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On Tuesday morning, the Royal Swedish Academy of Sciences announced three winners for this year’s Nobel prize in Physics. As we mentioned in Data Sheet, one of those winners–Donna Strickland of the University of Waterloo—was the first woman to win the award in 55 years and only the third woman ever, following atomic modeler Maria Goeppert Mayer in 1963 and radiation research pioneer Marie Curie in 1903. As has also been widely reported, Strickland was also the only one of those three women who lacked a Wikipedia page prior to Tuesday.
Back in March, someone tried to write a Wikipedia entry for one of the most important optical physicists on the planet, only to have their proposed entry rejected on May 23 by one of Wikipedia’s volunteer editing crew because the “submission is about a person not yet shown to meet notability guidelines.” That the draft entry cited four major scientific awards Strickland had won and her stint as president of the Optical Society seemingly went over the head of said editor. As Quartz pointed out, the sad story isn’t all that surprising, as only 17% of Wikipedia’s biographical articles are about women. Thankfully, yesterday’s female Nobel winner, chemist Frances Arnold of CalTech, was not among the overlooked—she’s had a page since 2008.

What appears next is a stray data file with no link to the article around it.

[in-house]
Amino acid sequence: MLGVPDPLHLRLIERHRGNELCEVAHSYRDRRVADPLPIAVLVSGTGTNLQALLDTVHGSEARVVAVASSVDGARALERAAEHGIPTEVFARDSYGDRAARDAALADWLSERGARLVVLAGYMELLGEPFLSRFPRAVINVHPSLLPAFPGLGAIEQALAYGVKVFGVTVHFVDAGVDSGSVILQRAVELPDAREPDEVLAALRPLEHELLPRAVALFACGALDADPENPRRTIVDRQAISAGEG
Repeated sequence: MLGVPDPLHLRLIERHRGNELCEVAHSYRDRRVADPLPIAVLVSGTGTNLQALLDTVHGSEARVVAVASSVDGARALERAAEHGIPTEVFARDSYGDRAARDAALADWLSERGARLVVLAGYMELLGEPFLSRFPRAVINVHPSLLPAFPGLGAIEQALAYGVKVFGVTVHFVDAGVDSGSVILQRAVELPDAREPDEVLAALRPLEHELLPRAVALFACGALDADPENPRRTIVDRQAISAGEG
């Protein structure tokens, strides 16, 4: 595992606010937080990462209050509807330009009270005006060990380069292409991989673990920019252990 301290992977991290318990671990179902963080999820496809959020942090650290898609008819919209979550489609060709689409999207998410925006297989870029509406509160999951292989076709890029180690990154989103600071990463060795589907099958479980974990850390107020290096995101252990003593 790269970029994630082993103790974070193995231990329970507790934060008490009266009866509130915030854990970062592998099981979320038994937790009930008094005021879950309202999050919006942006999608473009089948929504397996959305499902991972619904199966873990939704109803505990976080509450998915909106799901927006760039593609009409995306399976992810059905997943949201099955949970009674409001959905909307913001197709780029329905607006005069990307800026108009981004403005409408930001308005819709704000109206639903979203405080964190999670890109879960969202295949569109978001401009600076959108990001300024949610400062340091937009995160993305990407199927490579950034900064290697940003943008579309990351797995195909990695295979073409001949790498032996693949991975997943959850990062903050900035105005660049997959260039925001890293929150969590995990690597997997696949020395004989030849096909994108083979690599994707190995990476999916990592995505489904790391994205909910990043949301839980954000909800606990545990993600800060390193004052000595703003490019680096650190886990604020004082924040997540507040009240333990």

The overall state affairs remains sad, but it doesn’t have to be permanent. Recently, the New York Times decided to begin correcting a terrible historical oversight in its obituaries. Since 1851 and until only a few decades ago, the paper ran obits mainly for men and overlooked the lives of hundreds or perhaps thousands of worthy female subjects. Even pretty famous people like the poet Sylvia Plath, the writer Charlotte Bronte, and the photographer Diane Arbus were ignored at their passing. Now the paper is trying to rectify those oversights by slowly adding obituaries for people from the past. Some recent entries include journalist and anti-lynching advocate Ida Wells, who died in 1931, and Chinese poet Qiu Jin, who passed away in 1907.
Fixing the thousands of overlooked women, alive and dead, in Wikipedia could be even easier. That’s because anyone can write an entry in the gigantic online encyclopedia. The site itself has an excellent beginner’s guide to writing entries. Physics researcher Jess Wade is already hard at work on the task—she’s added hundreds of entries covering women scientists. As they say in journalism, write what you know. Who’s a leader, a standout, a pioneering woman in your field who is lacking a Wikipedia entry? What are you waiting for, get busy.
(This story was updated on October 5 to clarify that a proposed article about Strickland was rejected by a Wikipedia editor.)